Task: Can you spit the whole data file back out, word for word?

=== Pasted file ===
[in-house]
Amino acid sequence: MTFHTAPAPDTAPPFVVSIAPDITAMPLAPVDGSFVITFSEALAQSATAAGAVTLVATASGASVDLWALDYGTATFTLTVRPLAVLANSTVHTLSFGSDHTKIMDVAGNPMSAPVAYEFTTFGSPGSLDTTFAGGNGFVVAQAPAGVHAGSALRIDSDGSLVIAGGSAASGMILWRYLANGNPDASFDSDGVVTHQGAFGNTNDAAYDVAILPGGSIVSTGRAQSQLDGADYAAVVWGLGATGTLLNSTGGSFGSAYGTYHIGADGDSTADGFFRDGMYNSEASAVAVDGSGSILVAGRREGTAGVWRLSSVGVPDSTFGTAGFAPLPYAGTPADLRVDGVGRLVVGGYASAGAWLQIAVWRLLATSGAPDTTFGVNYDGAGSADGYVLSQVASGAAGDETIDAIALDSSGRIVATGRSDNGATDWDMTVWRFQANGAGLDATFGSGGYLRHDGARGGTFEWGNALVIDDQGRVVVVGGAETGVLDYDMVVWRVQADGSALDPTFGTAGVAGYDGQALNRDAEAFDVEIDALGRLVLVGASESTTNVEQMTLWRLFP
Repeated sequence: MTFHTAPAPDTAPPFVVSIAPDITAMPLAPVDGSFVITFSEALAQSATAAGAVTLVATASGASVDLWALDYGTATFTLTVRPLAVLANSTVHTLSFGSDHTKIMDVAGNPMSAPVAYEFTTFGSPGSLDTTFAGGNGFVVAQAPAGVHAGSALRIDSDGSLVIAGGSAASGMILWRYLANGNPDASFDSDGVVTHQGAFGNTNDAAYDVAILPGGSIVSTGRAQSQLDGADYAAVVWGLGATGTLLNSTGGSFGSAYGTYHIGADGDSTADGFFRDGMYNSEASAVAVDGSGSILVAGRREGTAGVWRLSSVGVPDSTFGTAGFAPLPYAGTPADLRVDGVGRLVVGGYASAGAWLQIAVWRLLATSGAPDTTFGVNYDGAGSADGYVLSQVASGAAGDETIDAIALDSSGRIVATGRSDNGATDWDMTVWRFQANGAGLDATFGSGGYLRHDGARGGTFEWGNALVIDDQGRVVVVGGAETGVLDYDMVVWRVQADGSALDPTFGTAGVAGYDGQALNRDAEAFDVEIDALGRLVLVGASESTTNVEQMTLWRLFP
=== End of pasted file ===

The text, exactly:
[in-house]
Amino acid sequence: MTFHTAPAPDTAPPFVVSIAPDITAMPLAPVDGSFVITFSEALAQSATAAGAVTLVATASGASVDLWALDYGTATFTLTVRPLAVLANSTVHTLSFGSDHTKIMDVAGNPMSAPVAYEFTTFGSPGSLDTTFAGGNGFVVAQAPAGVHAGSALRIDSDGSLVIAGGSAASGMILWRYLANGNPDASFDSDGVVTHQGAFGNTNDAAYDVAILPGGSIVSTGRAQSQLDGADYAAVVWGLGATGTLLNSTGGSFGSAYGTYHIGADGDSTADGFFRDGMYNSEASAVAVDGSGSILVAGRREGTAGVWRLSSVGVPDSTFGTAGFAPLPYAGTPADLRVDGVGRLVVGGYASAGAWLQIAVWRLLATSGAPDTTFGVNYDGAGSADGYVLSQVASGAAGDETIDAIALDSSGRIVATGRSDNGATDWDMTVWRFQANGAGLDATFGSGGYLRHDGARGGTFEWGNALVIDDQGRVVVVGGAETGVLDYDMVVWRVQADGSALDPTFGTAGVAGYDGQALNRDAEAFDVEIDALGRLVLVGASESTTNVEQMTLWRLFP
Repeated sequence: MTFHTAPAPDTAPPFVVSIAPDITAMPLAPVDGSFVITFSEALAQSATAAGAVTLVATASGASVDLWALDYGTATFTLTVRPLAVLANSTVHTLSFGSDHTKIMDVAGNPMSAPVAYEFTTFGSPGSLDTTFAGGNGFVVAQAPAGVHAGSALRIDSDGSLVIAGGSAASGMILWRYLANGNPDASFDSDGVVTHQGAFGNTNDAAYDVAILPGGSIVSTGRAQSQLDGADYAAVVWGLGATGTLLNSTGGSFGSAYGTYHIGADGDSTADGFFRDGMYNSEASAVAVDGSGSILVAGRREGTAGVWRLSSVGVPDSTFGTAGFAPLPYAGTPADLRVDGVGRLVVGGYASAGAWLQIAVWRLLATSGAPDTTFGVNYDGAGSADGYVLSQVASGAAGDETIDAIALDSSGRIVATGRSDNGATDWDMTVWRFQANGAGLDATFGSGGYLRHDGARGGTFEWGNALVIDDQGRVVVVGGAETGVLDYDMVVWRVQADGSALDPTFGTAGVAGYDGQALNRDAEAFDVEIDALGRLVLVGASESTTNVEQMTLWRLFP